For some industries it doesn’t make much difference whether the UK is in the EU or out of it. But from the air travel industry point of view, British exit makes no sense.
The EU is – for the airlines of member states – a domestic marketplace. Since it became one it has allowed airlines like EasyJet and Ryanair to provide EU citizens with an unprecedented network of very low cost air travel.
EU air travel deregulation has transformed the market from the early 1980s sparse network of trunk routes on which capacities and the number of operators were limited by bilateral aviation treaties between each pair of states, to today’s vibrant point-to-point marketplace.
If the UK elects to leave the EU, where does that leave British-based European network airlines like EasyJet? If it were to remain headquartered in a non-EU state (at Luton), how can it continue to enjoy the EU domestic privileges that its Ireland-based rival Ryanair will still have?
Having said that, Ryanair’s biggest single European base is at Stansted, UK (at the moment). Although Ryanair will still be an EU airline, its flights to other European countries from its UK bases will suddenly be international journeys.
So many questions arise. Would it make sense for EasyJet to move its headquarters to one of its bases in an EU state, and for Ryanair to reduce its Stansted services?
Certainly renegotiation of aviation agreements between Britain and the EU states would take all of the two years allowed for it. Far from freeing the industry from Brussels bureacracy, it would be moving from present simplicity to – inevitably – greater regulatory complexity.
Certainly that’s what Ryanair chief Michael O’Leary thinks: “I’m more afraid of UK bureaucracy than EU bureaucracy. To all these ‘Leave’ campaigners who think Brussels bureaucrats are terrible but British bureaucrats are fantastic forward-thinking gurus, I’d point out that they (the Brits) can’t make a decision on a new runway to save their lives. They keep kicking the can down the road, and the only impact they’ve had on air travel for the past 10 years is to raise taxes.” (Quote from Flightglobal)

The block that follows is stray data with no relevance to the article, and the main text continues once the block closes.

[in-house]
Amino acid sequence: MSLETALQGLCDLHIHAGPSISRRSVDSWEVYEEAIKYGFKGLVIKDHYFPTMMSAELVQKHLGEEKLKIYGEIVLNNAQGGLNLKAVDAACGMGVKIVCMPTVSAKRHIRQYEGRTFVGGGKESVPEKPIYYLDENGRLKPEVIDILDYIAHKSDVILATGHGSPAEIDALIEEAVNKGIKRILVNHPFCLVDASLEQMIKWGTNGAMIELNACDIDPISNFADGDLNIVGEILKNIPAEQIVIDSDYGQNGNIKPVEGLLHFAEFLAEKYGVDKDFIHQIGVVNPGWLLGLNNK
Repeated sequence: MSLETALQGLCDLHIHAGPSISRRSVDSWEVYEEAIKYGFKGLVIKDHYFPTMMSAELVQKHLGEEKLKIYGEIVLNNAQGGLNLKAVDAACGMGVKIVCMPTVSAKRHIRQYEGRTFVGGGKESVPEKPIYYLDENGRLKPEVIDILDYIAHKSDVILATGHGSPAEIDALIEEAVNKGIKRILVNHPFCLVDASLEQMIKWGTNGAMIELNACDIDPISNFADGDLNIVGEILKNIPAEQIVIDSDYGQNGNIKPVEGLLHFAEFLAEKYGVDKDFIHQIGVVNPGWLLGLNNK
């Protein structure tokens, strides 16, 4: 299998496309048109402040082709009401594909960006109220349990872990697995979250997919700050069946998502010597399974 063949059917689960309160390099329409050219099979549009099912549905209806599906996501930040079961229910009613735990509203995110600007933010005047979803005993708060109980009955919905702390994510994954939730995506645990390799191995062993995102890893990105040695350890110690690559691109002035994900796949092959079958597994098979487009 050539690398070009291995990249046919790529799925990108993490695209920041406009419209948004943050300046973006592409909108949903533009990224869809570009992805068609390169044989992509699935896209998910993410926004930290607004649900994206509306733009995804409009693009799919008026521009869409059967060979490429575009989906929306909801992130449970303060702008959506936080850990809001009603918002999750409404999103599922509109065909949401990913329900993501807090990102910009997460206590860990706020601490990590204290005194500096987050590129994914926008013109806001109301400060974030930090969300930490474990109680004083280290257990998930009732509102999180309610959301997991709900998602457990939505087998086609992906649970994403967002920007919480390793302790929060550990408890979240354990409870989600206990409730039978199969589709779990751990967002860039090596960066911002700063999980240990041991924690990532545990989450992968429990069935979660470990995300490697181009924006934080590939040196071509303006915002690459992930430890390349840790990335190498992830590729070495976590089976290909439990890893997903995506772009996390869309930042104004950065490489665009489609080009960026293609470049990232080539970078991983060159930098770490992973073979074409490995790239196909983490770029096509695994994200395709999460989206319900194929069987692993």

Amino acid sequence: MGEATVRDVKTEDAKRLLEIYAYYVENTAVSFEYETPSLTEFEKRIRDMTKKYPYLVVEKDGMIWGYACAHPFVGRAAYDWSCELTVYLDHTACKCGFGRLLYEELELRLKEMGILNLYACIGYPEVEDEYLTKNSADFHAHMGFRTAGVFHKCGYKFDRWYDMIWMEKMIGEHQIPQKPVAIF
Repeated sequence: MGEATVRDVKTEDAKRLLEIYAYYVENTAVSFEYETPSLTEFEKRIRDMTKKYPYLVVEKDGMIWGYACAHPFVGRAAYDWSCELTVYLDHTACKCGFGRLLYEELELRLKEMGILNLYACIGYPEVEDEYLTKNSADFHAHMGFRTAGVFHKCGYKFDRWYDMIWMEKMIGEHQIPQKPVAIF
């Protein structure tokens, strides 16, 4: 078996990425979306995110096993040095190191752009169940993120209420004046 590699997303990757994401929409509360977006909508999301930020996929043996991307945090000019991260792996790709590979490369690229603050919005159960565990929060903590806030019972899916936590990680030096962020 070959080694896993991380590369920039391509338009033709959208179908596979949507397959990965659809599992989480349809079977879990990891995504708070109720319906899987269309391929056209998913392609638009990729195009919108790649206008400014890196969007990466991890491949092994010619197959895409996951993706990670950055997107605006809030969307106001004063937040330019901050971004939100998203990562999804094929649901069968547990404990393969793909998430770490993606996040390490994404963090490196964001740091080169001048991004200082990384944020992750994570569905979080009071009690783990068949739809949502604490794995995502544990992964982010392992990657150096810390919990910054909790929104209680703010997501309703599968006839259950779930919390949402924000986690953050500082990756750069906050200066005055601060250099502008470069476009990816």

Luton-based EasyJet and Exeter-based Flybe are not so well placed. They are British, but have bases and hubs all over Europe. EasyJet has formally espoused the “better in the EU” argument, but tells me it has a Plan B. EZY places its hopes in the two-year renegotiation period, and the fact that the EU has a liberal attitude to air services by non-EU airlines like Norwegian.
But to say they face a period of uncertainty is an understatement.
British Airways is better insulated by virtue of its massive international long-haul marketplace. And it could easily, as an IAG carrier, move its BA headquarters to Spain if it saw fit.
Virgin Atlantic is also more international than European. But if they both stick with the status quo and the Brexit camp wins, they will both lose their status as EU airlines, including the negotiating clout that currently gives them in international bilateral negotiations.